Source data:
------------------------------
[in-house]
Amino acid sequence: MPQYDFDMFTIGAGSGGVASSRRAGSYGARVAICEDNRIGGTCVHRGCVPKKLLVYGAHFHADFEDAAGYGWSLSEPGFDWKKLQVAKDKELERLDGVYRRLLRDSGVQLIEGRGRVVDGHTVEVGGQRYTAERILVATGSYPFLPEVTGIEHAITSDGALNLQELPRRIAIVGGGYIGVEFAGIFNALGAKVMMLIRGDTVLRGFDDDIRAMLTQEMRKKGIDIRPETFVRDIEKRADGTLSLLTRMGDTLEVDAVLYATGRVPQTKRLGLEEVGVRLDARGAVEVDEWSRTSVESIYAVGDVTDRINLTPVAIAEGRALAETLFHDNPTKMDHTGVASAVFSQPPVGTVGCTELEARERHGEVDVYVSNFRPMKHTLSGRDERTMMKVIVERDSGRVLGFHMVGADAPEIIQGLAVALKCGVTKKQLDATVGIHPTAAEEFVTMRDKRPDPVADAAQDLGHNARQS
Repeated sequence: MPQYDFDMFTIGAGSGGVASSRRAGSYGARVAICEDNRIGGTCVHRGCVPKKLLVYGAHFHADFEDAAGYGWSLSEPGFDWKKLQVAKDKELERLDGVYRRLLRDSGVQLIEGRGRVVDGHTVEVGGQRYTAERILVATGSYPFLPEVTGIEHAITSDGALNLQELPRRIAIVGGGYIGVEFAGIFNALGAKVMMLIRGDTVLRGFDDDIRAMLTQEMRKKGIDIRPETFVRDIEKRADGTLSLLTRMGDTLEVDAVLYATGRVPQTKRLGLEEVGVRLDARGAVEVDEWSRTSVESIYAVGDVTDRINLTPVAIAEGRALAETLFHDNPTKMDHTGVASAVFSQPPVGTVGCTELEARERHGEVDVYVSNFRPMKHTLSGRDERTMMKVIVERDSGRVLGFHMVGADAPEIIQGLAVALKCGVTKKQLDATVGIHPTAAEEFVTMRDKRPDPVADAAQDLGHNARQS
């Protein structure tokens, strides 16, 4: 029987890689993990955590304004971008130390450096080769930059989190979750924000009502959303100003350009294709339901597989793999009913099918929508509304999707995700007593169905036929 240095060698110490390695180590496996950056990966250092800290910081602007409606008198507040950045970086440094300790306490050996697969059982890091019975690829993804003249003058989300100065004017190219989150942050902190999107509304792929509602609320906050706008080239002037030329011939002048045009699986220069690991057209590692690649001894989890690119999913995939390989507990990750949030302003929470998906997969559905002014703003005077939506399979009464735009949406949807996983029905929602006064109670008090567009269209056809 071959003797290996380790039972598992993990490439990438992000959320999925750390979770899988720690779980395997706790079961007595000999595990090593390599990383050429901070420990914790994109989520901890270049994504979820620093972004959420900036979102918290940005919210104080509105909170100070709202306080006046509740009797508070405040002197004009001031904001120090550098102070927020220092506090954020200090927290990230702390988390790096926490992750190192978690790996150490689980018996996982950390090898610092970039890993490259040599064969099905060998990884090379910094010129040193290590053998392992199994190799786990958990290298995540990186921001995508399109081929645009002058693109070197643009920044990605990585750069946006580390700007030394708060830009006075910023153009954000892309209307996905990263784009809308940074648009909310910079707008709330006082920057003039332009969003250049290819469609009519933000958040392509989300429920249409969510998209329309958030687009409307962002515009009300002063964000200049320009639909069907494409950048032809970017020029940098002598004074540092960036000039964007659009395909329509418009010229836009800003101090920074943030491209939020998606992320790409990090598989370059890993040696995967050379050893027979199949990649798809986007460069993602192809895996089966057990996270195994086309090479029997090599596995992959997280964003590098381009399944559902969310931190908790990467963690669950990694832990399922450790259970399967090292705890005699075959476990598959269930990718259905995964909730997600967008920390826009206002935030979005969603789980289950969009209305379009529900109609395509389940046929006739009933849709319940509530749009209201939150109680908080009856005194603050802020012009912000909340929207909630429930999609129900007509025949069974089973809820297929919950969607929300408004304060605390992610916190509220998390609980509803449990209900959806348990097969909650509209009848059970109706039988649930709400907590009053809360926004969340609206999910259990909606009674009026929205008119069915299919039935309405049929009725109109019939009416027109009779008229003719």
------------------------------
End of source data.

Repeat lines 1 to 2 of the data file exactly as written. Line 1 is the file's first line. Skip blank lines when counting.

[in-house]
Amino acid sequence: MPQYDFDMFTIGAGSGGVASSRRAGSYGARVAICEDNRIGGTCVHRGCVPKKLLVYGAHFHADFEDAAGYGWSLSEPGFDWKKLQVAKDKELERLDGVYRRLLRDSGVQLIEGRGRVVDGHTVEVGGQRYTAERILVATGSYPFLPEVTGIEHAITSDGALNLQELPRRIAIVGGGYIGVEFAGIFNALGAKVMMLIRGDTVLRGFDDDIRAMLTQEMRKKGIDIRPETFVRDIEKRADGTLSLLTRMGDTLEVDAVLYATGRVPQTKRLGLEEVGVRLDARGAVEVDEWSRTSVESIYAVGDVTDRINLTPVAIAEGRALAETLFHDNPTKMDHTGVASAVFSQPPVGTVGCTELEARERHGEVDVYVSNFRPMKHTLSGRDERTMMKVIVERDSGRVLGFHMVGADAPEIIQGLAVALKCGVTKKQLDATVGIHPTAAEEFVTMRDKRPDPVADAAQDLGHNARQS